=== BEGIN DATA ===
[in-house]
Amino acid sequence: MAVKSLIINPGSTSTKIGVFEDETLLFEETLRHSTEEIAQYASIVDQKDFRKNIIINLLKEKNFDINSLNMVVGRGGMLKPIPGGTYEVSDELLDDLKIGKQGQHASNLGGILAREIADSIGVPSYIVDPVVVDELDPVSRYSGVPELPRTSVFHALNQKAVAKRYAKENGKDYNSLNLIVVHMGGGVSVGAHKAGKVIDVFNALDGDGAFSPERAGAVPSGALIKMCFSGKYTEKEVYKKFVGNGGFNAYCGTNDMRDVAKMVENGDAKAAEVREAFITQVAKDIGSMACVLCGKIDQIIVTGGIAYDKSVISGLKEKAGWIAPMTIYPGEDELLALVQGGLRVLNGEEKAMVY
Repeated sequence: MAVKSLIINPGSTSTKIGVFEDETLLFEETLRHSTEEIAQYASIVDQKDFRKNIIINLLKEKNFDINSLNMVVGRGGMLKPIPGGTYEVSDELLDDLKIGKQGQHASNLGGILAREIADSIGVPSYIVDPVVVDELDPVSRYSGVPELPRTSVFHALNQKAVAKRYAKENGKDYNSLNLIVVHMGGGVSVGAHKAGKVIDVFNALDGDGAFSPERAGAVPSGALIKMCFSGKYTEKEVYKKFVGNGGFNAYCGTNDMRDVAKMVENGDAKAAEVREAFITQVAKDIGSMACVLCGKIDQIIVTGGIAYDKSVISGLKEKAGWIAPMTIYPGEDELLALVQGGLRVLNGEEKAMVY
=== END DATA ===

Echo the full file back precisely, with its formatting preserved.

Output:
[in-house]
Amino acid sequence: MAVKSLIINPGSTSTKIGVFEDETLLFEETLRHSTEEIAQYASIVDQKDFRKNIIINLLKEKNFDINSLNMVVGRGGMLKPIPGGTYEVSDELLDDLKIGKQGQHASNLGGILAREIADSIGVPSYIVDPVVVDELDPVSRYSGVPELPRTSVFHALNQKAVAKRYAKENGKDYNSLNLIVVHMGGGVSVGAHKAGKVIDVFNALDGDGAFSPERAGAVPSGALIKMCFSGKYTEKEVYKKFVGNGGFNAYCGTNDMRDVAKMVENGDAKAAEVREAFITQVAKDIGSMACVLCGKIDQIIVTGGIAYDKSVISGLKEKAGWIAPMTIYPGEDELLALVQGGLRVLNGEEKAMVY
Repeated sequence: MAVKSLIINPGSTSTKIGVFEDETLLFEETLRHSTEEIAQYASIVDQKDFRKNIIINLLKEKNFDINSLNMVVGRGGMLKPIPGGTYEVSDELLDDLKIGKQGQHASNLGGILAREIADSIGVPSYIVDPVVVDELDPVSRYSGVPELPRTSVFHALNQKAVAKRYAKENGKDYNSLNLIVVHMGGGVSVGAHKAGKVIDVFNALDGDGAFSPERAGAVPSGALIKMCFSGKYTEKEVYKKFVGNGGFNAYCGTNDMRDVAKMVENGDAKAAEVREAFITQVAKDIGSMACVLCGKIDQIIVTGGIAYDKSVISGLKEKAGWIAPMTIYPGEDELLALVQGGLRVLNGEEKAMVY